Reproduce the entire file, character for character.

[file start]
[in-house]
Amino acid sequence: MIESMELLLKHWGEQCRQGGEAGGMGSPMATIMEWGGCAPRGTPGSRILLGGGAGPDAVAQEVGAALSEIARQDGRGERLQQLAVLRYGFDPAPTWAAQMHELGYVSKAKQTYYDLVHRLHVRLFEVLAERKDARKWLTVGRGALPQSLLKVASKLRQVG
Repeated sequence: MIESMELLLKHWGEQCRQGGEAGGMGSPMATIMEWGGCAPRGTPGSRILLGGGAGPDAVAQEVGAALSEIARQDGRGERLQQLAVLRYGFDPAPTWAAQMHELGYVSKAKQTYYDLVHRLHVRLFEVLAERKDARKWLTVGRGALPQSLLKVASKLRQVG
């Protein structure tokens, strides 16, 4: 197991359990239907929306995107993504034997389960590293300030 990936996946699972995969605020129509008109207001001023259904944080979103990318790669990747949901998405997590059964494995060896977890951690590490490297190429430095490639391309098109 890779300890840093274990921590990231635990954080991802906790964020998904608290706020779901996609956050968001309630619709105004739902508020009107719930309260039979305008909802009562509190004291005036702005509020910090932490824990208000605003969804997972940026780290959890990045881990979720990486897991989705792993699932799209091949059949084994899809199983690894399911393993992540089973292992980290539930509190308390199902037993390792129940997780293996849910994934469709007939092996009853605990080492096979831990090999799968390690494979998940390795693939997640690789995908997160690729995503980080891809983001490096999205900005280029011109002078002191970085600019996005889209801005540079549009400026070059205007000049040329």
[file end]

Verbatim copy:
[in-house]
Amino acid sequence: MIESMELLLKHWGEQCRQGGEAGGMGSPMATIMEWGGCAPRGTPGSRILLGGGAGPDAVAQEVGAALSEIARQDGRGERLQQLAVLRYGFDPAPTWAAQMHELGYVSKAKQTYYDLVHRLHVRLFEVLAERKDARKWLTVGRGALPQSLLKVASKLRQVG
Repeated sequence: MIESMELLLKHWGEQCRQGGEAGGMGSPMATIMEWGGCAPRGTPGSRILLGGGAGPDAVAQEVGAALSEIARQDGRGERLQQLAVLRYGFDPAPTWAAQMHELGYVSKAKQTYYDLVHRLHVRLFEVLAERKDARKWLTVGRGALPQSLLKVASKLRQVG
């Protein structure tokens, strides 16, 4: 197991359990239907929306995107993504034997389960590293300030 990936996946699972995969605020129509008109207001001023259904944080979103990318790669990747949901998405997590059964494995060896977890951690590490490297190429430095490639391309098109 890779300890840093274990921590990231635990954080991802906790964020998904608290706020779901996609956050968001309630619709105004739902508020009107719930309260039979305008909802009562509190004291005036702005509020910090932490824990208000605003969804997972940026780290959890990045881990979720990486897991989705792993699932799209091949059949084994899809199983690894399911393993992540089973292992980290539930509190308390199902037993390792129940997780293996849910994934469709007939092996009853605990080492096979831990090999799968390690494979998940390795693939997640690789995908997160690729995503980080891809983001490096999205900005280029011109002078002191970085600019996005889209801005540079549009400026070059205007000049040329």